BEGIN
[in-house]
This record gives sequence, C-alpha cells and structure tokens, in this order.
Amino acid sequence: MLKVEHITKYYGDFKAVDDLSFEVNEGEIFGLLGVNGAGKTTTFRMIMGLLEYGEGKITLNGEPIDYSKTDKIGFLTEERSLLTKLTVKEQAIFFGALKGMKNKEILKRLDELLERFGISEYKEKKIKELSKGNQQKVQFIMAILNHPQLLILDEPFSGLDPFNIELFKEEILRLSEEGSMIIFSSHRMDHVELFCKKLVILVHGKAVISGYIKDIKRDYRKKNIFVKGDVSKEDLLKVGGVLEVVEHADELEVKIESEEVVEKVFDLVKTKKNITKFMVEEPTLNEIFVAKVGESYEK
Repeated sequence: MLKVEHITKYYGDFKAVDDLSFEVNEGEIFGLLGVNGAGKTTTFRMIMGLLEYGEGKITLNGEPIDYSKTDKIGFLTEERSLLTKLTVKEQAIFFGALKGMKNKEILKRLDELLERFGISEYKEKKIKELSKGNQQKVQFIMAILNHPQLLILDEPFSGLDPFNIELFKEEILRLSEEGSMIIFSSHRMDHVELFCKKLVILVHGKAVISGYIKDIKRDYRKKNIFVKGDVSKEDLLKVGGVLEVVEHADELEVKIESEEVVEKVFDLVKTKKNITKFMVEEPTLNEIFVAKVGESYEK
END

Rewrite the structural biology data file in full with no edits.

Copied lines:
[in-house]
This record gives sequence, C-alpha cells and structure tokens, in this order.
Amino acid sequence: MLKVEHITKYYGDFKAVDDLSFEVNEGEIFGLLGVNGAGKTTTFRMIMGLLEYGEGKITLNGEPIDYSKTDKIGFLTEERSLLTKLTVKEQAIFFGALKGMKNKEILKRLDELLERFGISEYKEKKIKELSKGNQQKVQFIMAILNHPQLLILDEPFSGLDPFNIELFKEEILRLSEEGSMIIFSSHRMDHVELFCKKLVILVHGKAVISGYIKDIKRDYRKKNIFVKGDVSKEDLLKVGGVLEVVEHADELEVKIESEEVVEKVFDLVKTKKNITKFMVEEPTLNEIFVAKVGESYEK
Repeated sequence: MLKVEHITKYYGDFKAVDDLSFEVNEGEIFGLLGVNGAGKTTTFRMIMGLLEYGEGKITLNGEPIDYSKTDKIGFLTEERSLLTKLTVKEQAIFFGALKGMKNKEILKRLDELLERFGISEYKEKKIKELSKGNQQKVQFIMAILNHPQLLILDEPFSGLDPFNIELFKEEILRLSEEGSMIIFSSHRMDHVELFCKKLVILVHGKAVISGYIKDIKRDYRKKNIFVKGDVSKEDLLKVGGVLEVVEHADELEVKIESEEVVEKVFDLVKTKKNITKFMVEEPTLNEIFVAKVGESYEK